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Louis B. Mayer Overview:

Producer, Louis B. Mayer, was born Ezemiel Mayer on Jul 12, 1884 in Dymer, Russian Empire (now Ukraine). Mayer died at the age of 73 on Oct 29, 1957 in Los Angeles, CA and was laid to rest in Home of Peace Memorial Park Cemetery in East Los Angeles, CA.

HONORS and AWARDS:

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He was honored with one star on the Hollywood Walk of Fame in the category of Motion Pictures. In addition, Mayer was inducted into the Canadian Walk of Fame . However he won one Honorary Award in 1950 for distinguished service to the motion picture industry.

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Honorary Award Oscar 1950


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Louis B. Mayer on the
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Louis B. Mayer Facts
The father of two daughters, Mayer originally thought of production chief Irving Thalberg as a son, but Thalberg's ambitions and his view of himself as the man behind the success of Metro-Goldwyn-Mayer eventually brought them into conflict. After Thalberg's first heart-attack forced the young executive to take a long vacation, Mayer introduced a producer system he likened to a college of cardinals to replace Thalberg as central producer. When Thalberg returned to MGM, he became just an ordinary producer, albeit one who had first choice on projects and MGM resources, including its stars, due to his closeness to 'Nicholas Schenck', the president of MGM corporate parent Loews's Inc. Schenck, who was the true power and ultimate arbiter at the studio, usually backed up Thalberg. Some Hollywood observers believe that Mayer was relieved by Thalberg's untimely death, though he professed a great deal of grief publicly and likely was saddened by his former mentor's demise as Thalberg had been instrumental in building MGM into the greatest studio in Hollywood and the world.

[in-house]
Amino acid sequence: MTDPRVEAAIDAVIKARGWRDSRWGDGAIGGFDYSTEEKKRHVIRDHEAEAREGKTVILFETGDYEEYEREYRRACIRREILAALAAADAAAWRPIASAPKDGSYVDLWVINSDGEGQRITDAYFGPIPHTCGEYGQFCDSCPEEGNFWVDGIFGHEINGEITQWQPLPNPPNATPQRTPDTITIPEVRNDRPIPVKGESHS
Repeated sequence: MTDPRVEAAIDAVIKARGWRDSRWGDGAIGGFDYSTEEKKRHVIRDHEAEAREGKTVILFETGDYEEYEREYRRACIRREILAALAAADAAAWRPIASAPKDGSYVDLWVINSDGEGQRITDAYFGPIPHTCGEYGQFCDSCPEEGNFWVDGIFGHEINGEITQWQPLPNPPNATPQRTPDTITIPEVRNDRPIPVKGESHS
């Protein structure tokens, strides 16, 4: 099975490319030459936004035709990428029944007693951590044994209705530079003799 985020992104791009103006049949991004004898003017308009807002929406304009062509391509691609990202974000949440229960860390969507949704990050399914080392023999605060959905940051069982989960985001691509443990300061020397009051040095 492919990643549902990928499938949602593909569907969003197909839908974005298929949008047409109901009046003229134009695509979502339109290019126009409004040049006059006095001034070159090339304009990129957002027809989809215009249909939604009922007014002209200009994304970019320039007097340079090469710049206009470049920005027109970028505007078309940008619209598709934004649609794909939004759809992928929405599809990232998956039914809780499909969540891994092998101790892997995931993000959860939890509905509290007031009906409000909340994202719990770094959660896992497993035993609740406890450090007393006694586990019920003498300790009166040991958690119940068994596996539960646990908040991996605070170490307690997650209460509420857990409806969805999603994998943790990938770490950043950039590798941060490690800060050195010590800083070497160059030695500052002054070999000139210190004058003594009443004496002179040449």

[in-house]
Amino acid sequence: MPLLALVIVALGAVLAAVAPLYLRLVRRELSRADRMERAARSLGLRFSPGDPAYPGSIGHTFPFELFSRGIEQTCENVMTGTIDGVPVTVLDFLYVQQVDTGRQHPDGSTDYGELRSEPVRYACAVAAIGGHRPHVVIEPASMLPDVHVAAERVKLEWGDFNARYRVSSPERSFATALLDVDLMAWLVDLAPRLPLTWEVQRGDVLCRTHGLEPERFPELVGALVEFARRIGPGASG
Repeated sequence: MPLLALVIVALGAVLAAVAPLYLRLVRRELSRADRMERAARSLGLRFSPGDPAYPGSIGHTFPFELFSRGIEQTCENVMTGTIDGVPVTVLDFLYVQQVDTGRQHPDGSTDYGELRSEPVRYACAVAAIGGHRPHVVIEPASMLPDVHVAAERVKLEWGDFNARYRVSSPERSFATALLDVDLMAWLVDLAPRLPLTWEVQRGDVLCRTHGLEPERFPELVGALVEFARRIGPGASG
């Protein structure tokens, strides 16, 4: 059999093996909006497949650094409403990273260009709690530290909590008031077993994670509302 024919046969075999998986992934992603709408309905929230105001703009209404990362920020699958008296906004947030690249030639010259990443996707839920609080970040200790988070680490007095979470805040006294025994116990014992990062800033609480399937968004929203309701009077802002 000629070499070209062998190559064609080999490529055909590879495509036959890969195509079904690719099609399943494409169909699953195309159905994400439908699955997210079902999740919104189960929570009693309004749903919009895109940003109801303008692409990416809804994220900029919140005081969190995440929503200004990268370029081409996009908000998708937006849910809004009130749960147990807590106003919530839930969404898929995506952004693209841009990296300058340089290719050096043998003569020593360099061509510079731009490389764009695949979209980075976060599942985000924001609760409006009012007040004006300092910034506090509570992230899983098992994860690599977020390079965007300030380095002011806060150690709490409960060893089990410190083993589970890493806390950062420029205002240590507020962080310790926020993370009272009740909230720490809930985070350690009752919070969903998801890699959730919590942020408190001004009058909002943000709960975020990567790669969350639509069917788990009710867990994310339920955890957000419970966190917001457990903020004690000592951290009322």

Inducted into the Haverhill [Massachusetts] Citizens Hall of Fame.

He was a master manipulator, and it was generally acknowledged that of all the great actors on the lot - the Barrymores, Spencer Tracy, Lon Chaney, Greta Garbo - Mayer was the best. He was not above-- or below-- crying, begging, threatening, charming or cussing (often within the same conversation) anyone out on the lot if it meant getting his way. When Robert Taylor tried to hit him up for a raise, Mayer advised the young man to work hard, respect his elders, and in due time he'd get everything he deserved. He hugged Taylor, cried a little and walked him to the door. Asked if he got his raise, the now tearful Taylor is said to have answered, "No, but I found a father." Taylor, remained a good company man--- and one of the most underpaid top actors on the lot, enjoyed a 25-year career with the studio.

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Canadian Hall of Fame

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